Giles Knights:: Consultants vs. Contractors – Which is best for your organisation?

By Giles Knights, General Manager, ClearHub, part of Clearvision

For many organisations, knowing whether to choose a consultant or contractor, and understanding the difference, can be a puzzling task. There are many similarities between the two, however there are vast differences that enable organisations to achieve different end results. The key is to understand how the roles differ, advantages and limitations of each, in order to make an informed decision. This will help an organisation to better reach its business objectives. They need to ask themselves whether they would benefit from the high-impact expertise of a consultant or a long-term solution with a contractor?


So, what’s the difference?

Generally speaking, consultants and contractors are self-employed, independent business people, who have a special field of expertise or skill. However, the actual difference between the two largely depends on the supplier.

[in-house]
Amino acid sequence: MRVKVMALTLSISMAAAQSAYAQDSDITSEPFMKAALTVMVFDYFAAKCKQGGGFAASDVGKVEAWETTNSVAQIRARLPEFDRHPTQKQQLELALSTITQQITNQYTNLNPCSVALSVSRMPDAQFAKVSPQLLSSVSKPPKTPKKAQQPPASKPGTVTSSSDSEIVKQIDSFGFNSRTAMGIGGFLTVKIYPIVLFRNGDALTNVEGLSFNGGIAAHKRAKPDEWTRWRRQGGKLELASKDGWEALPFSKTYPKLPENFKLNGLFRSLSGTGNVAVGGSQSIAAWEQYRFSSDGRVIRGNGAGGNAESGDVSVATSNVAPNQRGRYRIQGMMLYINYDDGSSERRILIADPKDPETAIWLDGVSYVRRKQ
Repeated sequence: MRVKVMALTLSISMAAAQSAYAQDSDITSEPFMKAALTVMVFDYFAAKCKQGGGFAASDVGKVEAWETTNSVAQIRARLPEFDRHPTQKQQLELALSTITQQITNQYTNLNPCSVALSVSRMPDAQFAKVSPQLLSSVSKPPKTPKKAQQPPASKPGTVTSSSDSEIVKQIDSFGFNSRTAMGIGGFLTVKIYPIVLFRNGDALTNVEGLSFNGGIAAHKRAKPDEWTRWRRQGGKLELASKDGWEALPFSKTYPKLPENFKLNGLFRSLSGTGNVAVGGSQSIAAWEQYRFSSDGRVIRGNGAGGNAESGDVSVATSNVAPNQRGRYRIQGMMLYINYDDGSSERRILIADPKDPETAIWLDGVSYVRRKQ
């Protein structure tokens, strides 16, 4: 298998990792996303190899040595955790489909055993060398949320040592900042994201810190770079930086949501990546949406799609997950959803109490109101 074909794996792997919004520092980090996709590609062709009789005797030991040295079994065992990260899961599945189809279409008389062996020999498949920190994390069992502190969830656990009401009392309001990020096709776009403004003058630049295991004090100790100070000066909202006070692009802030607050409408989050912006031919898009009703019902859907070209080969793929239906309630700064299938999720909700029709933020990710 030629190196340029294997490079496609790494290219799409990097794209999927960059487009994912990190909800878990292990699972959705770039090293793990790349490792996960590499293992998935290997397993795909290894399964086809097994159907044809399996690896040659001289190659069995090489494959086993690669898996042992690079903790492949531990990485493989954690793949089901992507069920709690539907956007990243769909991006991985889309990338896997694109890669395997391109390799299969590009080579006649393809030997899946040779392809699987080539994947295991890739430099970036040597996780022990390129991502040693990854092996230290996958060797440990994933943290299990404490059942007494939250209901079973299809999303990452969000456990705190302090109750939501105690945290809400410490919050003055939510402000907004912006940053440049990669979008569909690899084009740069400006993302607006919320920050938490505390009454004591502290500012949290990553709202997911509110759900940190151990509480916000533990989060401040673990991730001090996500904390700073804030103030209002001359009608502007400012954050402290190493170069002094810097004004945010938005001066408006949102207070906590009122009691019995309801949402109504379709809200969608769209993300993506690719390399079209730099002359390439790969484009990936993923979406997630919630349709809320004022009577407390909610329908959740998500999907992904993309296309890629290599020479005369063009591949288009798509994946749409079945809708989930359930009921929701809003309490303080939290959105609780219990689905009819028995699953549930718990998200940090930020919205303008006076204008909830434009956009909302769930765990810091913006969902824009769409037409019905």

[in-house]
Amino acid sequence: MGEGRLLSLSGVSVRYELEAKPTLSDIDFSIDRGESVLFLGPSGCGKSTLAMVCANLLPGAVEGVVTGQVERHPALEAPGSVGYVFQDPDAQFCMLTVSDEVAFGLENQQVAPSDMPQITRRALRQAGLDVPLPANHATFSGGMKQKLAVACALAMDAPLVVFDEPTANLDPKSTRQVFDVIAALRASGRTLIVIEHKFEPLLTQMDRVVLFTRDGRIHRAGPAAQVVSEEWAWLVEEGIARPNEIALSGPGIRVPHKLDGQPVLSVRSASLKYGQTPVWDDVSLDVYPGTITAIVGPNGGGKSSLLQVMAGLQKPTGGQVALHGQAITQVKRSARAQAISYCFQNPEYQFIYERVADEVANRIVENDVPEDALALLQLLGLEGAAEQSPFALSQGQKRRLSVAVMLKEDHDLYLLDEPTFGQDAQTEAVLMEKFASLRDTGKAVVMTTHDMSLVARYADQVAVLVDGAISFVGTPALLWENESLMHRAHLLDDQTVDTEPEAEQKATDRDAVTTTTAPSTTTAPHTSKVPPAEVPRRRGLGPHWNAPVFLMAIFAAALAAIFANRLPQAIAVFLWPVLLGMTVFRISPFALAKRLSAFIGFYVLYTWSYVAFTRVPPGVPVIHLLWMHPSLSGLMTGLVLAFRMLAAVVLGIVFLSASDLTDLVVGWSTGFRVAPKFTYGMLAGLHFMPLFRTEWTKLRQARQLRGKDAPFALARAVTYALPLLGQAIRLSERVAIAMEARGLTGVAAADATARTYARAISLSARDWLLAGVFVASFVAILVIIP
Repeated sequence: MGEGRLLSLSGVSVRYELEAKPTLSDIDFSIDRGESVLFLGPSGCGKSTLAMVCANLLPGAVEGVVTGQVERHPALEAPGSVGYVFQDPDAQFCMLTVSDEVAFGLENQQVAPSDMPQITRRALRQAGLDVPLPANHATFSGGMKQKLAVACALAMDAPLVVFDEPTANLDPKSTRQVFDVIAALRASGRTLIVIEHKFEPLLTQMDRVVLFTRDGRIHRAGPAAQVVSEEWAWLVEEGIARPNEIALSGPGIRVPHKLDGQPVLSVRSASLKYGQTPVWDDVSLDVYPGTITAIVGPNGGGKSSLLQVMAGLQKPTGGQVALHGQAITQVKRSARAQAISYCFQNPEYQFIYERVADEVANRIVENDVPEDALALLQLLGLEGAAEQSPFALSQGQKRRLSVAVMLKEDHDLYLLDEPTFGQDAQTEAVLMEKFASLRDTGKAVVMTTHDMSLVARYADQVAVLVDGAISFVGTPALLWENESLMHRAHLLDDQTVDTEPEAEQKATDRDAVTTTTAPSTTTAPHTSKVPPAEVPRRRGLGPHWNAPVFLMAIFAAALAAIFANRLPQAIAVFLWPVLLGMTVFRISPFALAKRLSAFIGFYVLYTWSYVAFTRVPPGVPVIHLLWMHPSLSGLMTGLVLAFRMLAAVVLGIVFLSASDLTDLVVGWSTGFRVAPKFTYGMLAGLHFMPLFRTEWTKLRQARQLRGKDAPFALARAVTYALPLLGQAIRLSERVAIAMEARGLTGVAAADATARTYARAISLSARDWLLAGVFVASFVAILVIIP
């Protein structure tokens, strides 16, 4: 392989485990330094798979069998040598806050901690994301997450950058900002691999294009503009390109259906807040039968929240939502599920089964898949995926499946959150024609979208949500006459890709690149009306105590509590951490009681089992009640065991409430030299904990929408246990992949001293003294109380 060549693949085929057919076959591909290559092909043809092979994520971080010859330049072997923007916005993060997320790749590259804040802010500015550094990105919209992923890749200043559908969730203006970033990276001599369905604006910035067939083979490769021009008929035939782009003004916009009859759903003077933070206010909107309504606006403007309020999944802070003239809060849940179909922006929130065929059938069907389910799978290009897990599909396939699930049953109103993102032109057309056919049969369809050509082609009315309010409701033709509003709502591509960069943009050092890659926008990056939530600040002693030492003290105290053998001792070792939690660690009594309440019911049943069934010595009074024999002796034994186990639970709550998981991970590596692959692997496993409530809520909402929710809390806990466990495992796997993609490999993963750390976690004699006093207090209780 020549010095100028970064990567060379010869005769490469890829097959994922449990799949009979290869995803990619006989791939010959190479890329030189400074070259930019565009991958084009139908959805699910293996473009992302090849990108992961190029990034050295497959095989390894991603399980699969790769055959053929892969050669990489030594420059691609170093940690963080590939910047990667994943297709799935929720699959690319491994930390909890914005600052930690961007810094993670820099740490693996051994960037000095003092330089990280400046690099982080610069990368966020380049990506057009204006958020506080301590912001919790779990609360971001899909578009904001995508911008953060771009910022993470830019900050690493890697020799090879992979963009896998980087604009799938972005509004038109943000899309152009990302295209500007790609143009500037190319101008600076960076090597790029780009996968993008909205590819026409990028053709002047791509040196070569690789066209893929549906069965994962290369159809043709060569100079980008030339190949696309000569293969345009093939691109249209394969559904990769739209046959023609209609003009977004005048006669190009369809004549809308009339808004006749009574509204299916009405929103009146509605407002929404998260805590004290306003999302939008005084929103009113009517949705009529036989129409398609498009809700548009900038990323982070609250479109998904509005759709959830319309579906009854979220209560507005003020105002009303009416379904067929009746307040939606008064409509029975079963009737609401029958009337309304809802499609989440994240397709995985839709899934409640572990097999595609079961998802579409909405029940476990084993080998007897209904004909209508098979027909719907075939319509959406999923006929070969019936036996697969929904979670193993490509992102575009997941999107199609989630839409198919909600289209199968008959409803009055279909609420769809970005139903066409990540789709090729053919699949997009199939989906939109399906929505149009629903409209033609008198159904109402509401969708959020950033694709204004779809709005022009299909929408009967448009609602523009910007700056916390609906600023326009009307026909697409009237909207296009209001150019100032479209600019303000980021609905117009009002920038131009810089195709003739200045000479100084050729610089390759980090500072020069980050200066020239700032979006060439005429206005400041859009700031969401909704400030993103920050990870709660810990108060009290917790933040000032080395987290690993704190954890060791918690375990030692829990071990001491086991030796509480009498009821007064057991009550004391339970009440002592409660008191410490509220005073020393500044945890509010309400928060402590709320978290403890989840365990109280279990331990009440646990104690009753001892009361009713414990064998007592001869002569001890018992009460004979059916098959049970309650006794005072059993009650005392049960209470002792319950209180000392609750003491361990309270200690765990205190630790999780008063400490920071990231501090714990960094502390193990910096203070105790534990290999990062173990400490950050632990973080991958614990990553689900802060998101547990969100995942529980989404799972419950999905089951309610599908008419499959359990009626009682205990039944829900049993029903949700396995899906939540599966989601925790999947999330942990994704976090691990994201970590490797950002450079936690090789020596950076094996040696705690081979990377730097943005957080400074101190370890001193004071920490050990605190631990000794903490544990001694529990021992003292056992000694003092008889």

Consultants are usually more expensive, but this is because they are sought after for high impact short-term help that can be delivered in a matter of days or weeks. They provide clients with clearly defined deliverables in advance and tend to follow this through to completion, offering advice along the way.

Whereas contractors vary in skill and cost, but they are suited to more long-term needs and are ideal for larger projects with deadlines over several months, or even years. Contractors are quite flexible in how they work, with some working under the direction of the customer and others operating almost in a managed service model.


What are the similarities?

Both can be supplied on a remote or on-site basis — vital in these times. More often than not, a contractor and a consultant will have the same level of technical knowledge, meaning one can add just as much value to a client as the other, but it is also important to note that specialties vary from person to person.


The benefits and limitations